Guided by our mission, every day we look at ways to heal and empower people who have experienced violence. We develop awareness programs, organize seminars, and talks with relevant authorities, and launch campaigns to sensitize the public about the negative mental and physical effects of violence.
For true empowerment, we believe in the power of education. Being an entity responsible for reducing the prevalence of violence in our society, we provide trainings and workshops to help survivors heal and thrive. From a public awareness viewpoint, we organize campaigns and facilitate knowledge exchange.
Over the years, we have hosted regional and international humanitarian experts and participated in several conferences with the aim of increasing awareness to protect human rights and combat forms of violence.
At the Abu Dhabi Center for Sheltering and Humanitarian Care – Ewaa, we understand violence is damaging and can have short- and/or long-term effects on a person’s wellbeing. By partnering with relevant bodies including government entities, law enforcement authorities, educational entities, and other relevant organizations we are able to create programs to increase our reach and visibility among various expatriate and local communities in the UAE.
We continue to stay committed to our current partners and to building future partnerships to change social beliefs, attitudes, and behaviors towards violence.
We do our best not only to care and empower people who carry the burden of violence but use our knowledge in the field to engage and build alliance among policymakers.
For instance, our experience for more than a decade with people – victims of human trafficking helped us develop recommendations that contributed to the amendment of the Federal Law No. (51) of 2006 on Combating Human Trafficking Crimes.
As of 2020, our humanitarian efforts for people who experience all kinds of violence have intensified with the aim to influence policies and programs for better prevention and better care.
Risk factors for violence can differ depending on the age and type of violence among others. For instance, direct or contributing factors in the case of partner violence differ from factors linked to youth violence.
Below are a few factors relating to the individual, family, and society.
Globally, violence and other terms such as abuse, neglect, and exploitation are often used interchangeably.
While these terms may be defined differently in context of the law, there are common elements, namely:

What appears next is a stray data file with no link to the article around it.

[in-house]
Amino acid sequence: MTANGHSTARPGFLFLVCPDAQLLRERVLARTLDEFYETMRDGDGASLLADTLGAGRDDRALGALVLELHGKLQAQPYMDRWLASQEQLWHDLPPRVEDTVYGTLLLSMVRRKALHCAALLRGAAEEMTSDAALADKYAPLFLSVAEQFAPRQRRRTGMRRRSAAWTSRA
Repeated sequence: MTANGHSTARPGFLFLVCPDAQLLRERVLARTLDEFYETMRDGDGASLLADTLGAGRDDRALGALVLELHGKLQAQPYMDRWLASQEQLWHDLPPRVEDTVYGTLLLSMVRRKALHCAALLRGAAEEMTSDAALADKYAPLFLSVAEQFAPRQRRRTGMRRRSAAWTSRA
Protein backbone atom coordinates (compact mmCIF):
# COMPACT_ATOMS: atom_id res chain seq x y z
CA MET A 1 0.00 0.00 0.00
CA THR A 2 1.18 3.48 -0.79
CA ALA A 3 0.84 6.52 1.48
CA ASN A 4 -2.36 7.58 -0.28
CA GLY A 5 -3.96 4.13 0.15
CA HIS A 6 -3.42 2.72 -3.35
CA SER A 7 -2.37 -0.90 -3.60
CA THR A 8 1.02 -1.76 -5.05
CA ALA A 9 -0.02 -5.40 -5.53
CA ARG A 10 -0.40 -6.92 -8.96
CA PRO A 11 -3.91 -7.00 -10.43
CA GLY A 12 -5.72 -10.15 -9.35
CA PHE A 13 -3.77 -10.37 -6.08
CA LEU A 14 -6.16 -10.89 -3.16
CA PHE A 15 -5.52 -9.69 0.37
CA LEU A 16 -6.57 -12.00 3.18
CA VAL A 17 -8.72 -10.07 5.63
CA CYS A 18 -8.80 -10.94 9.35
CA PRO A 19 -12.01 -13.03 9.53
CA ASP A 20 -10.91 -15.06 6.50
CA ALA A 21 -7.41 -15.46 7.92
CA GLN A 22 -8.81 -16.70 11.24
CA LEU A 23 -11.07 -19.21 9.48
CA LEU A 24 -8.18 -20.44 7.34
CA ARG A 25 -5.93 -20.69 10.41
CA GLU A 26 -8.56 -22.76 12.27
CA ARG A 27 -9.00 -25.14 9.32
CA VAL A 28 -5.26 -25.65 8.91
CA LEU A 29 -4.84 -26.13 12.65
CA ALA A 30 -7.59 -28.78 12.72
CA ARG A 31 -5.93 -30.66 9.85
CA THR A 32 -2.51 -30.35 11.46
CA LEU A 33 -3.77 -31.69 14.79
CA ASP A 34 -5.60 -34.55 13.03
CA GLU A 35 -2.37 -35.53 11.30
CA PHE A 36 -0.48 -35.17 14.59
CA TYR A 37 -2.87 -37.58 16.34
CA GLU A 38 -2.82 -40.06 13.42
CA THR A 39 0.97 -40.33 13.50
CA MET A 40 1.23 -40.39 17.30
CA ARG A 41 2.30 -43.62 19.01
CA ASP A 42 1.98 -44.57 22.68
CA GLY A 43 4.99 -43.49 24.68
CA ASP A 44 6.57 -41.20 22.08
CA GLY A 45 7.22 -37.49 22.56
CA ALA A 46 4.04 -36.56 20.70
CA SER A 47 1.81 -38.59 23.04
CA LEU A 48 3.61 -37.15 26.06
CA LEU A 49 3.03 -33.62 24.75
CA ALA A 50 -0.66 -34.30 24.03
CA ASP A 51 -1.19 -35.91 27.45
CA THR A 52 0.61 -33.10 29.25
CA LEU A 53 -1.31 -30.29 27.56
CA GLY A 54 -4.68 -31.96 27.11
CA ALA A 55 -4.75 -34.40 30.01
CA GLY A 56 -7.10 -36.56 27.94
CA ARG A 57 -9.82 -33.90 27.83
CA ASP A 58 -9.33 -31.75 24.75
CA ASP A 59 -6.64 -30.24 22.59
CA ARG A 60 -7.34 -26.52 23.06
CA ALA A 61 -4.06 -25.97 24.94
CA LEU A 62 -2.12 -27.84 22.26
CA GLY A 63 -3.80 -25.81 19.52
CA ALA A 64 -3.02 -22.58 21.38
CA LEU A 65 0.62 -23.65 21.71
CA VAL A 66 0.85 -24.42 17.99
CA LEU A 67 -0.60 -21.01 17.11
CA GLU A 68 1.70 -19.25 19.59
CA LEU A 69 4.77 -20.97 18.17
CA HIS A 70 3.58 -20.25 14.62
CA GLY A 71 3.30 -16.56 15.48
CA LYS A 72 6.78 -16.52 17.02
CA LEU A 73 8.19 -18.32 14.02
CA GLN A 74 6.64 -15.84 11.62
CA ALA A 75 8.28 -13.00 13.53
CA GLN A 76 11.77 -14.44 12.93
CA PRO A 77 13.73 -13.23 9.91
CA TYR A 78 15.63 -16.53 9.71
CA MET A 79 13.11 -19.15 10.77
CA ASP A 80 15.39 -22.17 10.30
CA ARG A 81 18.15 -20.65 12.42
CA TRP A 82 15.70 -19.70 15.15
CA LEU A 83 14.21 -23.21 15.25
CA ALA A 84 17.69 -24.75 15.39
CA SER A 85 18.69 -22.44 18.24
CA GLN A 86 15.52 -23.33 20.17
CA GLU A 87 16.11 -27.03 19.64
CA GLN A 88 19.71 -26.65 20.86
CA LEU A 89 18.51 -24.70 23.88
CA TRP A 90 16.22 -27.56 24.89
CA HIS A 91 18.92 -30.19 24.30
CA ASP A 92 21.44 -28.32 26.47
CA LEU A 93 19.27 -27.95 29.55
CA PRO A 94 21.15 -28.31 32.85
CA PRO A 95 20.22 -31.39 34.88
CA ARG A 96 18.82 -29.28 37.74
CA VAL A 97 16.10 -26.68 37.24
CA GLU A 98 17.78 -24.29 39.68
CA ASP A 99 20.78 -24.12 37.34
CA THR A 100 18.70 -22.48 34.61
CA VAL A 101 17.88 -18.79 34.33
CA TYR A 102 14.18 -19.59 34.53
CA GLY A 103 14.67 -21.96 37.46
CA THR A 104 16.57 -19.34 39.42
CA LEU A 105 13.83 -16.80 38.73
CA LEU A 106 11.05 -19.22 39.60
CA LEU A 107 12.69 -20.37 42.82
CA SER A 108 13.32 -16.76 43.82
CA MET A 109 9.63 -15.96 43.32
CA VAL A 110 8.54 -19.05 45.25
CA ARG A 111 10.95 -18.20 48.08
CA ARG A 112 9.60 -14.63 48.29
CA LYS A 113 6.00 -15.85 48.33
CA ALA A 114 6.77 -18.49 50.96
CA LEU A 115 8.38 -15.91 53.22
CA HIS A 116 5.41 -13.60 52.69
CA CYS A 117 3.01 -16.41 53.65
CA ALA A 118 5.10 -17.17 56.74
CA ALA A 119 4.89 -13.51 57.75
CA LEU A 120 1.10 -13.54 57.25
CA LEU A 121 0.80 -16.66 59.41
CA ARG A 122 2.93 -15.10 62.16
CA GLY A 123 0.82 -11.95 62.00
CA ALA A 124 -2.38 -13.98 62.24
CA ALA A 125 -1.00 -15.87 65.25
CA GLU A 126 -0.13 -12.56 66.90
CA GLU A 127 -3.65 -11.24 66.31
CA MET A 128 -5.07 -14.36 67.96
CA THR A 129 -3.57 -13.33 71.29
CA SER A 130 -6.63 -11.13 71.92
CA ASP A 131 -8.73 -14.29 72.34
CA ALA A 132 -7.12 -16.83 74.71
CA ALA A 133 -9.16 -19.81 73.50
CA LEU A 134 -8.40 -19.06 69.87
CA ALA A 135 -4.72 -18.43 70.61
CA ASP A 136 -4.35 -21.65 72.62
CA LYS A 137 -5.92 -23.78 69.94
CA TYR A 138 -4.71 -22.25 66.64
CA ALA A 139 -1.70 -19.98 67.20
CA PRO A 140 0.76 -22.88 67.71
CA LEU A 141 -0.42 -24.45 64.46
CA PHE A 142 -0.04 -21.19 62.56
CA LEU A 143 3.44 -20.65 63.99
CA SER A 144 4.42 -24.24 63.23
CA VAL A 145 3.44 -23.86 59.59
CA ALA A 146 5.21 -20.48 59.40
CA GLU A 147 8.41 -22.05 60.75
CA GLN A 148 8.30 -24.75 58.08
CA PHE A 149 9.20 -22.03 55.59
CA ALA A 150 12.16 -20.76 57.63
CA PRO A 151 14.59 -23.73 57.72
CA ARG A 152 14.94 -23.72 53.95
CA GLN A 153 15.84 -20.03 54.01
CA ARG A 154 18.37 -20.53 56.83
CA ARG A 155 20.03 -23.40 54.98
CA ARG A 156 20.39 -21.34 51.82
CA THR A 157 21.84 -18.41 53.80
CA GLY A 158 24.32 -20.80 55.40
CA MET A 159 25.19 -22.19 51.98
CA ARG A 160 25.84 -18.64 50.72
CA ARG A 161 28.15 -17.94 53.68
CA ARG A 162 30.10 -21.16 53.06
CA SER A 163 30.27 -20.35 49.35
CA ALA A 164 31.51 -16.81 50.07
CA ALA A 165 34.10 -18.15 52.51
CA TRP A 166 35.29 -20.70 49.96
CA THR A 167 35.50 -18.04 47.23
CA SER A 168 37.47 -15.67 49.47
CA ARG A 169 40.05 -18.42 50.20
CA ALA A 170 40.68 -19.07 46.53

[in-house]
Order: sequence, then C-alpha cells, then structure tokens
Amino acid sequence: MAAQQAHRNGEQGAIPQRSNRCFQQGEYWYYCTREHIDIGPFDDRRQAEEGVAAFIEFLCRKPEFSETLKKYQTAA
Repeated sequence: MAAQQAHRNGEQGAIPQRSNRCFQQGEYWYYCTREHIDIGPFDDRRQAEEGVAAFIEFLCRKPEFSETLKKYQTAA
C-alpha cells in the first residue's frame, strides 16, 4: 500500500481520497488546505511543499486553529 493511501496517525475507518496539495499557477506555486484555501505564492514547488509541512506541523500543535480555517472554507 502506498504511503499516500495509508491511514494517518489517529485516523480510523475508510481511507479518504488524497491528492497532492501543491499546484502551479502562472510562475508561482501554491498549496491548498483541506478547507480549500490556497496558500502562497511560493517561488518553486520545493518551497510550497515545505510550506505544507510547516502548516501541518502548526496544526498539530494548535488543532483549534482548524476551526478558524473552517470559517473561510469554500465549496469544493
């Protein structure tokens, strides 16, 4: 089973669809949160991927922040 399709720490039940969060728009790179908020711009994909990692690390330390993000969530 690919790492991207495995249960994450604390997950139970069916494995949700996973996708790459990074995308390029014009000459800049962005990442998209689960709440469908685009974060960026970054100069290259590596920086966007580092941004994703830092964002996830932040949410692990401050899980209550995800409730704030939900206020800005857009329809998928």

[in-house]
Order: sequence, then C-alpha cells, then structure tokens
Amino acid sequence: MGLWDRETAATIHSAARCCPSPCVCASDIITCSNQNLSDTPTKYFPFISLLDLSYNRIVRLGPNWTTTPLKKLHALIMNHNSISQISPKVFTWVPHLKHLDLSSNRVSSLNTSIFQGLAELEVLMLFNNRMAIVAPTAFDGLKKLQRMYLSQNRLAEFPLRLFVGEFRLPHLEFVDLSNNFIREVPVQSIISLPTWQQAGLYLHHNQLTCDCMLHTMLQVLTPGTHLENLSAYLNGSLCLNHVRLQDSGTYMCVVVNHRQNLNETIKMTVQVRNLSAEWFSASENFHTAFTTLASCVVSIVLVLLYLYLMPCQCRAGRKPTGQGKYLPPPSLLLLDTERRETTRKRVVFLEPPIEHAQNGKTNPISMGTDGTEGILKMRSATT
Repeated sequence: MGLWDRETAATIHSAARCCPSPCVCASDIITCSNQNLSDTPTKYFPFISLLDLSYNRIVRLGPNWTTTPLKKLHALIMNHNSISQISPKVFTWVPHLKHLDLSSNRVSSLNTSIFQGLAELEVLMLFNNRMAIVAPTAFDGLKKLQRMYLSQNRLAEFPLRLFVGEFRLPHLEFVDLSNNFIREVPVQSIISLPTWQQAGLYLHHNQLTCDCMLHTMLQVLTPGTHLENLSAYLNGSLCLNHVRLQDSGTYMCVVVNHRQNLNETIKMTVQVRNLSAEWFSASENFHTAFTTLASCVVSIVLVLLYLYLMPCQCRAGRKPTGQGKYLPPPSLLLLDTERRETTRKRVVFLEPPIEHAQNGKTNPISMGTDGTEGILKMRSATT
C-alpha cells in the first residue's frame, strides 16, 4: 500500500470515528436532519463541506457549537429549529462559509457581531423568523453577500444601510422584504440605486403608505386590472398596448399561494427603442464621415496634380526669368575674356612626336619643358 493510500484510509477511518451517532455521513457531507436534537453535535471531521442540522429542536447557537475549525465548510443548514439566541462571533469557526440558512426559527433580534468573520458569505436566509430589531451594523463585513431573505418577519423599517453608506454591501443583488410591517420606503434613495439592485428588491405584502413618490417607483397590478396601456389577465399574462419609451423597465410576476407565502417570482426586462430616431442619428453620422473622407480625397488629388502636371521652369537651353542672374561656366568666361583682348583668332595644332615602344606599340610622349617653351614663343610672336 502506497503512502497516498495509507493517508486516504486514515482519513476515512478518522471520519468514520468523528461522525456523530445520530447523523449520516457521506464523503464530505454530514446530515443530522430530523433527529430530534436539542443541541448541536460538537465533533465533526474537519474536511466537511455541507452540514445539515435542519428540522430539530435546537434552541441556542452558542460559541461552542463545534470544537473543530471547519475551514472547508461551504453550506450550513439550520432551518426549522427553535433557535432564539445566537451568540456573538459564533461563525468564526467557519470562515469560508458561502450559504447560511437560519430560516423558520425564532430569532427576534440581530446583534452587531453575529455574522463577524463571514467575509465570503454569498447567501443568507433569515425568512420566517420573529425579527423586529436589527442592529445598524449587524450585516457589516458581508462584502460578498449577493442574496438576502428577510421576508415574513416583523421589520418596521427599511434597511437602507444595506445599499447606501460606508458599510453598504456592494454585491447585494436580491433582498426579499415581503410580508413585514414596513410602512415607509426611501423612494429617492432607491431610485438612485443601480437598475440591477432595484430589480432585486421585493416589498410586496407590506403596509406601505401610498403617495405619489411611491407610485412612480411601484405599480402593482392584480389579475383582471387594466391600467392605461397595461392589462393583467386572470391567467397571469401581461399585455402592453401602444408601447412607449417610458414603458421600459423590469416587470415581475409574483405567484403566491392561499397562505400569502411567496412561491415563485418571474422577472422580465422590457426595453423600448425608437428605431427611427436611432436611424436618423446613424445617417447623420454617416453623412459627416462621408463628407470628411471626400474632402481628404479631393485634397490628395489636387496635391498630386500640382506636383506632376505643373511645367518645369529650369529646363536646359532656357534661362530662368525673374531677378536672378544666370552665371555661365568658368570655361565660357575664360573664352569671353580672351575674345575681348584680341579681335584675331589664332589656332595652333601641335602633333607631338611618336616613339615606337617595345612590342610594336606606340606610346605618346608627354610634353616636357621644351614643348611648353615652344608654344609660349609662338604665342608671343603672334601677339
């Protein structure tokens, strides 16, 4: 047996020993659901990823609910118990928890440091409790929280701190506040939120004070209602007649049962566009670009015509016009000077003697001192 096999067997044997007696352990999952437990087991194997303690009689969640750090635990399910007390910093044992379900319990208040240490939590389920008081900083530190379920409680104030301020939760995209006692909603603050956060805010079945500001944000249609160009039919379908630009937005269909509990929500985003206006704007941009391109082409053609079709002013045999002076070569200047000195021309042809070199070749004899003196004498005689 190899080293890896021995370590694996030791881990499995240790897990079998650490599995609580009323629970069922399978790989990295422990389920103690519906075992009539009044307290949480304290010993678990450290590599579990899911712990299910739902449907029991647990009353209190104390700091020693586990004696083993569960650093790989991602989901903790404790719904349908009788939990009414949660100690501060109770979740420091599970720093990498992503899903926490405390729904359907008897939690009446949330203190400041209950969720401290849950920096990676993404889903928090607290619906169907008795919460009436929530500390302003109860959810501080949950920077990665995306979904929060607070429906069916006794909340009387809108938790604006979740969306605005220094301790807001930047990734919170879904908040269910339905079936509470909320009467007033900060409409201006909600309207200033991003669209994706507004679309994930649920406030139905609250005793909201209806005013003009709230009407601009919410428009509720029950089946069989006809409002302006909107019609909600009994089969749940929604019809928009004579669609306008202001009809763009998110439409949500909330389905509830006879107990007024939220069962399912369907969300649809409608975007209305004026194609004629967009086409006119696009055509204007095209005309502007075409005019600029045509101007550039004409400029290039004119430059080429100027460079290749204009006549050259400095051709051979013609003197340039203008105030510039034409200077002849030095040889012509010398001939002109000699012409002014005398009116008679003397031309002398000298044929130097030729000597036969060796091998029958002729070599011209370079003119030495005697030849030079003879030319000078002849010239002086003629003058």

(a) The nature of the act,
(b) The relationship between the offender and the victim,
(c) The offender’s motives or intent, and,
(d) Consequences for the victim.
Any physical, aggressive behavior perpetrated on an individual by another individual within the family; or threatening them directly, such as beating, threatening harm, or withholding physical needs.
Any behavior that includes sexual abuse, whether behavioral, verbal, or physical, including, for example, the use of force or coercion, manipulation of the victim, forcing the victim to have sex, unwilling sexual experiences, involvement in prostitution preventing permissible sex with the victim as a control mechanism; or threatening the victim by publishing a picture or scandal using social networking sites or other different means of publication.
Any abusive language used to discredit, embarrass, or threaten the victim, such as using ugly and inappropriate names, telling victims that they are unwanted, agitation and screaming
Any behavior that takes advantage of the victims’ weakness to confuse them and make them feel personal insecurity, whether in real life or in virtual reality, such as manipulation, intimidation, control, criticism to undermine the victims’ self-confidence, public humiliation, death threats, and refusal to speak to them.
Any behavior that involves manipulating the victim’s economic materials, for example, not allowing the victim to obtain money, reducing it in one way or another, misdirecting family income, coercing the victim into an allowance, causing the victims to lose their jobs.
The apparent and continuous failure that appears evident to secure the basic needs – physical, psychological, health, education; taking precautions and measures to prevent harm in a way that threatens the safety of any family member, and their right to protection and care, including, failure to obtain identification papers, failure to follow up on official requirements, and refusal to advise and direct.